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Two-thirds of GP practice nurses considering quitting in next year


practice nurses


Two-thirds of nurses working in general practice are thinking about leaving the profession within a year, with many saying they feel overworked and undervalued, a survey has found.

The poll of 393 general practice nursing staff from across the UK, carried out by Pulse’s sister title Nursing in Practice, included 285 practice nurses, 65 nurse practitioners and 24 ANPs, and ran from 26 January to 16 February.

It found that nurses mostly wanted to leave by retiring early (18%), followed by:

  • moving to a different nursing role outside of general practice (11%);
  • changing professions altogether (8%);
  • retiring as planned (6%); and
  • moving to a different role within general practice (5%).

A further 14% were not sure how, while 5% wanted to leave by other means.

When asked to explain why they felt like leaving, many said they felt exhausted, overworked and underpaid, with too little time to do their jobs to do the best of their ability.

Only 33% of respondents said they were not considering leaving their jobs in the next year.

A GPN in the East Midlands shared that they ‘can’t sustain the stress levels and demands’, while a nurse practitioner in the same area said they ‘cannot see any improvement on the horizon’.

Meanwhile, a nurse practitioner in Northern Ireland said: ‘After 41 years in health care provision, it appears to be getting a lot harder to spread myself over the amount of work and time I have in order to provide a gold standard of care for my patients.’

And a practice nurse in North West England summarised: ‘I feel I am not given the time I need to do my job to the standard that I would like to. Feel undervalued.’

Several also cited frustrations with their variable pay, terms and conditions compared to other nurses on standardised NHS Agenda for Change (AfC) contracts.

A GPN in the West Midlands said that when nurses on AfC contracts were awarded a 3% pay rise last year, practices nurses felt ‘excluded’ and ‘so undervalued’ as a result.

RCN professional lead for general practice nursing Heather Randle said our survey’s findings came as ‘no surprise’, particularly after the ‘huge pressures’ of the Covid-19 pandemic ‘against a backdrop of poor pay and working conditions’.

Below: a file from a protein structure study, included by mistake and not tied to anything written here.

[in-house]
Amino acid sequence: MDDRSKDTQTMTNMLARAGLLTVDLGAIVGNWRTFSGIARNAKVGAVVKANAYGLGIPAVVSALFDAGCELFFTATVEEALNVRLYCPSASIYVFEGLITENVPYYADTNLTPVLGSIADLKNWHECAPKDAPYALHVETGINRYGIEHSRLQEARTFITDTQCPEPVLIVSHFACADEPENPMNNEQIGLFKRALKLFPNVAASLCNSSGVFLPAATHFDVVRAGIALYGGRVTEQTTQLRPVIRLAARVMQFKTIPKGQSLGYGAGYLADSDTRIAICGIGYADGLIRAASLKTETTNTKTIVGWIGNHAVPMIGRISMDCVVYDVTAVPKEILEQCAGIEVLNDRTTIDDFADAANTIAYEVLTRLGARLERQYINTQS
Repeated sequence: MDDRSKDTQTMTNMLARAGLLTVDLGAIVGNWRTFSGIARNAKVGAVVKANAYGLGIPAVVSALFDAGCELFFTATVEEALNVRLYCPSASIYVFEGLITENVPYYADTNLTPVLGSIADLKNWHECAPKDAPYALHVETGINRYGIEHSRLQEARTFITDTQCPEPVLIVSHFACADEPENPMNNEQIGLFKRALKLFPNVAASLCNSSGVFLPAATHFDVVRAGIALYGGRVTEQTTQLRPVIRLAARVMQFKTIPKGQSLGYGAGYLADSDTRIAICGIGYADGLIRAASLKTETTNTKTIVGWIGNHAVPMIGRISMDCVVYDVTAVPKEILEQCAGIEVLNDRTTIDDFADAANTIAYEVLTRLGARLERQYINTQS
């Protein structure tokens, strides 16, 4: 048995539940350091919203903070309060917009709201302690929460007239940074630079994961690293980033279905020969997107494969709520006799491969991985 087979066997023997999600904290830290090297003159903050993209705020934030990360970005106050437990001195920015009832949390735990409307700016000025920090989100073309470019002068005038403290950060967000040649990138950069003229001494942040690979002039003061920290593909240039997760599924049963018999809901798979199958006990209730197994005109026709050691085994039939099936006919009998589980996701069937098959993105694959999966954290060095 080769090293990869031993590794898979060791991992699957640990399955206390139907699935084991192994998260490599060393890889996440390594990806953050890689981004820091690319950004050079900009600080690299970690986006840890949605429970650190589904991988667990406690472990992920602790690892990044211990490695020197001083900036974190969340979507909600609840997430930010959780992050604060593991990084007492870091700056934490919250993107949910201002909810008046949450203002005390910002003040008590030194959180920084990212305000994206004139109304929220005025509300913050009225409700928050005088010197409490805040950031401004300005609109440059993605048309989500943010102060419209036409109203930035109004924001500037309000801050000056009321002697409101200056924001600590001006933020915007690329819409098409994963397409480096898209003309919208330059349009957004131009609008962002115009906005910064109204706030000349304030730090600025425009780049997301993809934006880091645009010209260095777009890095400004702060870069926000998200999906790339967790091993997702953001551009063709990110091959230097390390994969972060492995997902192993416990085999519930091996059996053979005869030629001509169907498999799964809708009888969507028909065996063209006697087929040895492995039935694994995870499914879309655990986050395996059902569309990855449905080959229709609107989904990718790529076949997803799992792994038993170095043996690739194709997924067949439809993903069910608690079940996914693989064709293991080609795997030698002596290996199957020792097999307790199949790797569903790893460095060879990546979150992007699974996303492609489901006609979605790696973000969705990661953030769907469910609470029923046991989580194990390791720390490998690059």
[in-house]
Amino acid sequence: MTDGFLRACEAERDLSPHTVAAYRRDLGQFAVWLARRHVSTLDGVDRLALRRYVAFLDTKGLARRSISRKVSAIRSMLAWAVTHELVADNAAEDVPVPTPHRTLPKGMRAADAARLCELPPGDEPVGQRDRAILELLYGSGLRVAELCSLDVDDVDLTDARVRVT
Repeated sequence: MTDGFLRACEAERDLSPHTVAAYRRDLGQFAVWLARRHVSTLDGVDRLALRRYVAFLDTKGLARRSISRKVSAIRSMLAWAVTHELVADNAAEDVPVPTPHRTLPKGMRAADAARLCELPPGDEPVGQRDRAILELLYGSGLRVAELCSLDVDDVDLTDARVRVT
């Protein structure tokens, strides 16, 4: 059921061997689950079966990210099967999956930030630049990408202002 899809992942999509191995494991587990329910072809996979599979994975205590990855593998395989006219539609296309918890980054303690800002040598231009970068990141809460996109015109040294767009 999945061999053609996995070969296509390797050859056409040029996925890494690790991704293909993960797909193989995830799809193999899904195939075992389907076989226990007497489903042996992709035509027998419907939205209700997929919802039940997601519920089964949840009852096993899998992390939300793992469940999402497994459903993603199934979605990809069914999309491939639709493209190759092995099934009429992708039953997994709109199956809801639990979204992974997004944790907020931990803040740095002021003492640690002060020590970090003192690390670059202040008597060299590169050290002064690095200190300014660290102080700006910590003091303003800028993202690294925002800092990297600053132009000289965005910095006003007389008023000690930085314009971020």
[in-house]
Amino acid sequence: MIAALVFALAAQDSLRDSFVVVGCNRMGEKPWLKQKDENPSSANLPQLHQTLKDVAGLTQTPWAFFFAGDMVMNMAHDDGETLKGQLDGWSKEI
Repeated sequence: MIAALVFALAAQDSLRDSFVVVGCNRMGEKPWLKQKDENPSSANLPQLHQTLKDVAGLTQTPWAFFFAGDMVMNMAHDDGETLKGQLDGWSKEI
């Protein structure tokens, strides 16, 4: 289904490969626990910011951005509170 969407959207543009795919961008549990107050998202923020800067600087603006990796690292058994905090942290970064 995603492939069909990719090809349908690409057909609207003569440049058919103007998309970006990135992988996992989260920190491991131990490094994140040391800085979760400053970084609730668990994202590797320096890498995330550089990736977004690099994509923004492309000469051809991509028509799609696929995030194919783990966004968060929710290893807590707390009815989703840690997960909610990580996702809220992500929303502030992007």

She concluded: ‘Staff feel undervalued and invisible, and it’s desperately sad but not surprising that many are thinking of leaving their jobs. Even before the pandemic, the system was under strain with not enough skilled nurses. Now it is in crisis.’

This comes after research found practice nurses have ‘vast’ and ‘complex’ clinical skills, knowledge and expertise that is ‘poorly articulated’ by themselves and ‘underestimated’ by others.

The news comes as RCGP president Professor Dame Clare Gerada has called for a new arms-length body to hold the NHS to account for staff mental health in a bid to boost retention.

A version of this article was first published by Pulse’s sister title Nursing in Practice.

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READERS' COMMENTS [4]

Michael Mullineux 22 March, 2022 7:35 pm

Not really a surprise is it? In the headlong rush to recruit ARRS-practitioners, P/N have indeed been taken for granted. And when you figure that the reimbursement for a Social Prescriber is in excess of £30k as a starting point with tiny caseloads and limited clinical responsibility, it does not make P/N look very attractive in comparison. The inexorable decline of General Practice continues.

Turn out The Lights 23 March, 2022 11:20 am

The writing been on the wall for a decade or more.Arrse moneies have been wasted,the endgame for GPs and the NHS approaches.PCNs have failed all those extra role will not do a significant proportion of the roles thes professionals fill.A&E is going to be busy!Qof will fail and the snoball will gather pace as it rolls to the bottom.

Keith M Laycock 23 March, 2022 4:20 pm

Once again, Pulse dramatises by a misleading Headline: – generalising a poll of 1.6% (393) of the 24,000 nurses working in GP practices and then using this to assert that 2/3rds of Practice Nurses are ‘considering quitting in the next year’ is simply deliberate obfuscation.

A stunning 18% of the 393 ‘mostly wanting to retire early: – numerically, that’s 71.

The 2/3rds figure comes from totalling the percentages of all the quoted career possibilities, not just that of retirement.

This is not to suggest that problems and/or dissatisfaction within the nursing profession do not exist; it is a comment on the negative approach to reporting which has little, if any, benefit.

Patrufini Duffy 23 March, 2022 7:27 pm

The App will sort it out. Don’t worry.